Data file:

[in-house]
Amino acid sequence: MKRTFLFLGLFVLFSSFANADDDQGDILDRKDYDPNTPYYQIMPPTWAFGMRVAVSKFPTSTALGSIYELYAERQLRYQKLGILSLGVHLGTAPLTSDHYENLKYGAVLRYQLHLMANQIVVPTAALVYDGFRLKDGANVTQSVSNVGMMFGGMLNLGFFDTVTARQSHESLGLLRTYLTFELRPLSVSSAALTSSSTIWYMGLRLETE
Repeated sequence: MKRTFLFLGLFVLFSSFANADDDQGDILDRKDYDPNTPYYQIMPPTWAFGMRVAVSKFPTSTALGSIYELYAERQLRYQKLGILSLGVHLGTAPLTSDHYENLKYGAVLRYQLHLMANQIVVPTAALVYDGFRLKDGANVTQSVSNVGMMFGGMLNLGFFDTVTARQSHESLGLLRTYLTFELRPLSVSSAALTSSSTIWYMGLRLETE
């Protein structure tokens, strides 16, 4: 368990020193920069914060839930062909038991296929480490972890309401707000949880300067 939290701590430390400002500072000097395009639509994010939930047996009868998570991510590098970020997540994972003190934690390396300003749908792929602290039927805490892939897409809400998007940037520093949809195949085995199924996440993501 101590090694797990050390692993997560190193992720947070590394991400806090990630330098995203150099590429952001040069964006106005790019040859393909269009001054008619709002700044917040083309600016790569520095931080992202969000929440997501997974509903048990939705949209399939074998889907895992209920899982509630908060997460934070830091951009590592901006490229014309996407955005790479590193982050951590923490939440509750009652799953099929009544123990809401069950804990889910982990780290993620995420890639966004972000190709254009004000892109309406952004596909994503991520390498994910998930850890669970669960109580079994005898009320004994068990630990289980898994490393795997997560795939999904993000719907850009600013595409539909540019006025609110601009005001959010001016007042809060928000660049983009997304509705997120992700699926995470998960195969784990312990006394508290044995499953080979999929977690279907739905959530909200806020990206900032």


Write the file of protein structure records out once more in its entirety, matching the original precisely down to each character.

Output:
[in-house]
Amino acid sequence: MKRTFLFLGLFVLFSSFANADDDQGDILDRKDYDPNTPYYQIMPPTWAFGMRVAVSKFPTSTALGSIYELYAERQLRYQKLGILSLGVHLGTAPLTSDHYENLKYGAVLRYQLHLMANQIVVPTAALVYDGFRLKDGANVTQSVSNVGMMFGGMLNLGFFDTVTARQSHESLGLLRTYLTFELRPLSVSSAALTSSSTIWYMGLRLETE
Repeated sequence: MKRTFLFLGLFVLFSSFANADDDQGDILDRKDYDPNTPYYQIMPPTWAFGMRVAVSKFPTSTALGSIYELYAERQLRYQKLGILSLGVHLGTAPLTSDHYENLKYGAVLRYQLHLMANQIVVPTAALVYDGFRLKDGANVTQSVSNVGMMFGGMLNLGFFDTVTARQSHESLGLLRTYLTFELRPLSVSSAALTSSSTIWYMGLRLETE
């Protein structure tokens, strides 16, 4: 368990020193920069914060839930062909038991296929480490972890309401707000949880300067 939290701590430390400002500072000097395009639509994010939930047996009868998570991510590098970020997540994972003190934690390396300003749908792929602290039927805490892939897409809400998007940037520093949809195949085995199924996440993501 101590090694797990050390692993997560190193992720947070590394991400806090990630330098995203150099590429952001040069964006106005790019040859393909269009001054008619709002700044917040083309600016790569520095931080992202969000929440997501997974509903048990939705949209399939074998889907895992209920899982509630908060997460934070830091951009590592901006490229014309996407955005790479590193982050951590923490939440509750009652799953099929009544123990809401069950804990889910982990780290993620995420890639966004972000190709254009004000892109309406952004596909994503991520390498994910998930850890669970669960109580079994005898009320004994068990630990289980898994490393795997997560795939999904993000719907850009600013595409539909540019006025609110601009005001959010001016007042809060928000660049983009997304509705997120992700699926995470998960195969784990312990006394508290044995499953080979999929977690279907739905959530909200806020990206900032």